A Louisiana criminal justice overhaul that would benefit nonviolent offenders is on the verge of passage, but elected sheriffs and district attorneys blocked more-sweeping bills that would have eased penalties for violent criminals, the Wall Street Journal reports. Sheriffs are going along with lighter sentences for nonviolent offenders, but they argue that reducing penalties for some felonies and making long-serving offenders eligible for parole would endanger public safety and dishonor their victims. More than 42 percent of Louisiana prisoners commit another crime within five years. “We can’t just open the floodgates,” said East Feliciana Sheriff Jeff Travis, who formerly worked for the state prison system.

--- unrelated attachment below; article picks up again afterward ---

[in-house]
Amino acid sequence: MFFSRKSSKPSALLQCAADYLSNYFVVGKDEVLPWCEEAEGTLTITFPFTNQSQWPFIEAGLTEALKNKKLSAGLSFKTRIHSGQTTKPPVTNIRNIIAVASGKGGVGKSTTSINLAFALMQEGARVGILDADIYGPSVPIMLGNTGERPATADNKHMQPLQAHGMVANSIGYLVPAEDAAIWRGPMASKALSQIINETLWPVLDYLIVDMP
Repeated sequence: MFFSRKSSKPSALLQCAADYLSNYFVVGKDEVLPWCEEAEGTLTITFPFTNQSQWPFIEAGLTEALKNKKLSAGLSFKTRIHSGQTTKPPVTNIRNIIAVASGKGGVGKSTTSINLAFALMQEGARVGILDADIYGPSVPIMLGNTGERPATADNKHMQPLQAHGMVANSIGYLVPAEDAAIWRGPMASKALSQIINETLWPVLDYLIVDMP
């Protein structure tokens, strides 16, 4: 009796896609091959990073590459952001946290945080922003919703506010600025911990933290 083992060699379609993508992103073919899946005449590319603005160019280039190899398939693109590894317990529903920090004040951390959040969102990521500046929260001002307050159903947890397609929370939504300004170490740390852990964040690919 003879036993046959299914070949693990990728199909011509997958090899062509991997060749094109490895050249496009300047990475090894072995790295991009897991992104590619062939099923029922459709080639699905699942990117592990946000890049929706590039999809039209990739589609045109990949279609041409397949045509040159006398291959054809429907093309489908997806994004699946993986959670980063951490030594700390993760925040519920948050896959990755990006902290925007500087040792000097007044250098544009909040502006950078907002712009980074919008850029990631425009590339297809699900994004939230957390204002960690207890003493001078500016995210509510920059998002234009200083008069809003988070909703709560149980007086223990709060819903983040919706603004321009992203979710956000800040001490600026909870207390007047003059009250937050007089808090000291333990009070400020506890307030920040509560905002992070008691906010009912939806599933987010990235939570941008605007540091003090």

Law and order isn’t the only guiding principle. Louisiana sheriffs get $24.39 a day from the state to house each inmate. Less state revenue to house inmates means fewer corrections jobs and less cheap inmate labor. Sheriffs and prosecutors lobbied hard against some of the 10 bills backed by Gov. John Bel Edwards. They won key concessions, including that most of the 5,000 offenders serving life sentences will continue to be ineligible for parole. The original bills were projected to cut the prison population by 13 percent and save $305 million over 10 years. The $24.39 per diem—which hasn’t budged since 2008—leaves little money, if any, for rehabilitation programs. “Lock and feed,” Louisiana Corrections Secretary Jimmy LeBlanc calls it. “They basically spend a few years up there learning how to be a better criminal.” Another pending bill would invest 70 percent of the estimated savings into rehabilitation programs for prisoners and support services for victims.